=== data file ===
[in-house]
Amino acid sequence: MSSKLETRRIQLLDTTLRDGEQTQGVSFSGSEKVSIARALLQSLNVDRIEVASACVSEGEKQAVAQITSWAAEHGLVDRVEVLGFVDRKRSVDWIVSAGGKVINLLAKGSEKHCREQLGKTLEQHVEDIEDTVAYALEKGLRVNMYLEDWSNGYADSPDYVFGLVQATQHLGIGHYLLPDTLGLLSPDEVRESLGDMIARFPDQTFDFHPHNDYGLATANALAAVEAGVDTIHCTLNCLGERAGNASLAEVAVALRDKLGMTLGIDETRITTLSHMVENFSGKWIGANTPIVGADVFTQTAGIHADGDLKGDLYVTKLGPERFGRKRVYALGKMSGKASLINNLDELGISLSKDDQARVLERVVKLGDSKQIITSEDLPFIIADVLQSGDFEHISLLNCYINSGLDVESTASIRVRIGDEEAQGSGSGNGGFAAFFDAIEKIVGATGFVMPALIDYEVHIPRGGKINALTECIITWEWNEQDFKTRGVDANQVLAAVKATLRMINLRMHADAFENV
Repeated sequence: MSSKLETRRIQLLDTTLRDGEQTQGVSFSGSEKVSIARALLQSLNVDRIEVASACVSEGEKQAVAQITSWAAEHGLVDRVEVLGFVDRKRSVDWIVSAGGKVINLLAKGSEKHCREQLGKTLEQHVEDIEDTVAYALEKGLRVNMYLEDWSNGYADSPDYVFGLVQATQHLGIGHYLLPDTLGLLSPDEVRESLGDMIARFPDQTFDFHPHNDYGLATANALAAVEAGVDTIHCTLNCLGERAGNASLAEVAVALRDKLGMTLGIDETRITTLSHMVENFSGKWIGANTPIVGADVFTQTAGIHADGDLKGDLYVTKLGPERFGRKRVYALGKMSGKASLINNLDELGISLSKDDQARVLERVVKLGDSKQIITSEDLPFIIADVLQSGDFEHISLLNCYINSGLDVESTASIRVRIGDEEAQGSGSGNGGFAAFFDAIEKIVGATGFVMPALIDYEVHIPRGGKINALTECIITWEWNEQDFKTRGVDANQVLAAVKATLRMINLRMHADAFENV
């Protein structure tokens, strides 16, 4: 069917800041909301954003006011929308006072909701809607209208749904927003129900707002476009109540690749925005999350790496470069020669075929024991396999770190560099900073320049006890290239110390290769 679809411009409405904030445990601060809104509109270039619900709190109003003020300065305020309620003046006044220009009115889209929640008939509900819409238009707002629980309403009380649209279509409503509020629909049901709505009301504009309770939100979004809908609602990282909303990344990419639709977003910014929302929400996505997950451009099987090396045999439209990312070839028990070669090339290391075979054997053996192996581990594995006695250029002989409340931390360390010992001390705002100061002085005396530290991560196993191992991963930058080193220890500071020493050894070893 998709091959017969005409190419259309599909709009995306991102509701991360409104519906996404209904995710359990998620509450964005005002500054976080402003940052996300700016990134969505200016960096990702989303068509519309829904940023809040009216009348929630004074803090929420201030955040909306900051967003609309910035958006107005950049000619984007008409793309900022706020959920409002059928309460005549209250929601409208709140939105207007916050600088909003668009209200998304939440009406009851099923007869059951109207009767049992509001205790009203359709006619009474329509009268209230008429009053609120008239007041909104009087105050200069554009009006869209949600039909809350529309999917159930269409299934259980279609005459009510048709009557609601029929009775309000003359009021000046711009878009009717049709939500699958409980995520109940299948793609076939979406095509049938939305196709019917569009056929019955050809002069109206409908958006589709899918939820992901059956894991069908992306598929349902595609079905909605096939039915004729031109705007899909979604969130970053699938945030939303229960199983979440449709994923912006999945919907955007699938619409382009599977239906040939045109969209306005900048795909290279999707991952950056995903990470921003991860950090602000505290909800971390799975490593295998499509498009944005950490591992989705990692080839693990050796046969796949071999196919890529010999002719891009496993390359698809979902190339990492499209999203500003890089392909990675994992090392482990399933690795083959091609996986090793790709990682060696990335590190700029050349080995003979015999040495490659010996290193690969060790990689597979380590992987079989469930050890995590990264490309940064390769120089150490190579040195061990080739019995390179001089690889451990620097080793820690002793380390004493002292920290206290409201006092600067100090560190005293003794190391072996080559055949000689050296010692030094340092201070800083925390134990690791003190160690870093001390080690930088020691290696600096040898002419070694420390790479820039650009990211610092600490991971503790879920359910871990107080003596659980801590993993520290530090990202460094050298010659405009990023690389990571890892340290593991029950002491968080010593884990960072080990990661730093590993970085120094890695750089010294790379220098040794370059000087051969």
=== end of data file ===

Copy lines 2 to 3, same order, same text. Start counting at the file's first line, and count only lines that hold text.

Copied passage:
Amino acid sequence: MSSKLETRRIQLLDTTLRDGEQTQGVSFSGSEKVSIARALLQSLNVDRIEVASACVSEGEKQAVAQITSWAAEHGLVDRVEVLGFVDRKRSVDWIVSAGGKVINLLAKGSEKHCREQLGKTLEQHVEDIEDTVAYALEKGLRVNMYLEDWSNGYADSPDYVFGLVQATQHLGIGHYLLPDTLGLLSPDEVRESLGDMIARFPDQTFDFHPHNDYGLATANALAAVEAGVDTIHCTLNCLGERAGNASLAEVAVALRDKLGMTLGIDETRITTLSHMVENFSGKWIGANTPIVGADVFTQTAGIHADGDLKGDLYVTKLGPERFGRKRVYALGKMSGKASLINNLDELGISLSKDDQARVLERVVKLGDSKQIITSEDLPFIIADVLQSGDFEHISLLNCYINSGLDVESTASIRVRIGDEEAQGSGSGNGGFAAFFDAIEKIVGATGFVMPALIDYEVHIPRGGKINALTECIITWEWNEQDFKTRGVDANQVLAAVKATLRMINLRMHADAFENV
Repeated sequence: MSSKLETRRIQLLDTTLRDGEQTQGVSFSGSEKVSIARALLQSLNVDRIEVASACVSEGEKQAVAQITSWAAEHGLVDRVEVLGFVDRKRSVDWIVSAGGKVINLLAKGSEKHCREQLGKTLEQHVEDIEDTVAYALEKGLRVNMYLEDWSNGYADSPDYVFGLVQATQHLGIGHYLLPDTLGLLSPDEVRESLGDMIARFPDQTFDFHPHNDYGLATANALAAVEAGVDTIHCTLNCLGERAGNASLAEVAVALRDKLGMTLGIDETRITTLSHMVENFSGKWIGANTPIVGADVFTQTAGIHADGDLKGDLYVTKLGPERFGRKRVYALGKMSGKASLINNLDELGISLSKDDQARVLERVVKLGDSKQIITSEDLPFIIADVLQSGDFEHISLLNCYINSGLDVESTASIRVRIGDEEAQGSGSGNGGFAAFFDAIEKIVGATGFVMPALIDYEVHIPRGGKINALTECIITWEWNEQDFKTRGVDANQVLAAVKATLRMINLRMHADAFENV